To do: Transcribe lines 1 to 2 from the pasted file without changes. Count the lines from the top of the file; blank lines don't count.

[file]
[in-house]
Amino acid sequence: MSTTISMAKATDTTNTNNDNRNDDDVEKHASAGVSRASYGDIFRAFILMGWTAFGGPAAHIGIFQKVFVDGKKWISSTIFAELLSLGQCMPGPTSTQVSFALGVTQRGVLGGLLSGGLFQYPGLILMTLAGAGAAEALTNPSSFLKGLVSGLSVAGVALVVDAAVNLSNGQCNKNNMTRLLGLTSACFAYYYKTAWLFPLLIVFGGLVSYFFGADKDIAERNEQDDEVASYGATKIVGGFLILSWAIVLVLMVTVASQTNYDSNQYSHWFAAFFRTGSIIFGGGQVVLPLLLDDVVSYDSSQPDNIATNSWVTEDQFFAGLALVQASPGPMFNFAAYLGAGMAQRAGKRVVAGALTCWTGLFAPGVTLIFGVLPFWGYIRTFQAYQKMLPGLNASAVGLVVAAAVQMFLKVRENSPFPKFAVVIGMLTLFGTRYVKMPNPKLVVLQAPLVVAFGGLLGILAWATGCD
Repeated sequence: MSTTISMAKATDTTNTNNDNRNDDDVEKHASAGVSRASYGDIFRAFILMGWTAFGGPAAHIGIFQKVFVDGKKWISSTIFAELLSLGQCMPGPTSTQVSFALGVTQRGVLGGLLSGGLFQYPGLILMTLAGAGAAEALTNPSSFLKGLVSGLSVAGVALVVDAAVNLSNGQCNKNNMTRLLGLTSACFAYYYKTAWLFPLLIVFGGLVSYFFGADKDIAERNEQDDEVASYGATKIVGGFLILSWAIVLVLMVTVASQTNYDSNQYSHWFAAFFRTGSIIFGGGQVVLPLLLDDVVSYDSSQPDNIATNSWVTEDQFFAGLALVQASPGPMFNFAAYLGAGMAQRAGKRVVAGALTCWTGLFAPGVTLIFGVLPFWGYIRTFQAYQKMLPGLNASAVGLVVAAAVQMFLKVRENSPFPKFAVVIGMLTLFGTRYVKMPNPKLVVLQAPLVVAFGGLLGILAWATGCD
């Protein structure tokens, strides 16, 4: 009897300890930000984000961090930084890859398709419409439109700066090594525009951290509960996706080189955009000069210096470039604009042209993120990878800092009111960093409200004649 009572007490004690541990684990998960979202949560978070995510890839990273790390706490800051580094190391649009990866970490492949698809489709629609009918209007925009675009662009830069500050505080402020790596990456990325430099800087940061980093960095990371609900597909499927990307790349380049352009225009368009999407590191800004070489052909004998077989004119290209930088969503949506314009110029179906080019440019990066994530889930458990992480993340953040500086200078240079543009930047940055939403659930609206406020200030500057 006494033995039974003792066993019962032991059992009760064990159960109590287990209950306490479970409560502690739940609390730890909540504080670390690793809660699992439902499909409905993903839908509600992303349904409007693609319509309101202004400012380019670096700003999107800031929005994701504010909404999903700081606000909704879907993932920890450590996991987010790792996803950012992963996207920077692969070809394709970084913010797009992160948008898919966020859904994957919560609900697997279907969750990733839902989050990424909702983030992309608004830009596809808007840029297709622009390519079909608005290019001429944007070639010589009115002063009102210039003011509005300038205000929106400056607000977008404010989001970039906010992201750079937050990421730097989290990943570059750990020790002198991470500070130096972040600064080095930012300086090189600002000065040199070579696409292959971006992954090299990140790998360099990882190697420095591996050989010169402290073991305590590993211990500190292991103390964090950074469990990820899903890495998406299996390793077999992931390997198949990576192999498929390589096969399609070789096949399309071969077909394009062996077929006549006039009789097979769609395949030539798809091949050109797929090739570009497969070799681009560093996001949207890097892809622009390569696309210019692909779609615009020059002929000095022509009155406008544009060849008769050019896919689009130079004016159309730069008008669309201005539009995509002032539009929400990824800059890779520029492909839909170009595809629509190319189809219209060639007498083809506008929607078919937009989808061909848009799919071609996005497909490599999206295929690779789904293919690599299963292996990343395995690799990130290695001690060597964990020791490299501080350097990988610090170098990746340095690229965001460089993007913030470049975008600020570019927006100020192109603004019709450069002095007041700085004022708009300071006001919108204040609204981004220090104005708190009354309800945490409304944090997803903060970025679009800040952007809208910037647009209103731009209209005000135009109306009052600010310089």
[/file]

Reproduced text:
[in-house]
Amino acid sequence: MSTTISMAKATDTTNTNNDNRNDDDVEKHASAGVSRASYGDIFRAFILMGWTAFGGPAAHIGIFQKVFVDGKKWISSTIFAELLSLGQCMPGPTSTQVSFALGVTQRGVLGGLLSGGLFQYPGLILMTLAGAGAAEALTNPSSFLKGLVSGLSVAGVALVVDAAVNLSNGQCNKNNMTRLLGLTSACFAYYYKTAWLFPLLIVFGGLVSYFFGADKDIAERNEQDDEVASYGATKIVGGFLILSWAIVLVLMVTVASQTNYDSNQYSHWFAAFFRTGSIIFGGGQVVLPLLLDDVVSYDSSQPDNIATNSWVTEDQFFAGLALVQASPGPMFNFAAYLGAGMAQRAGKRVVAGALTCWTGLFAPGVTLIFGVLPFWGYIRTFQAYQKMLPGLNASAVGLVVAAAVQMFLKVRENSPFPKFAVVIGMLTLFGTRYVKMPNPKLVVLQAPLVVAFGGLLGILAWATGCD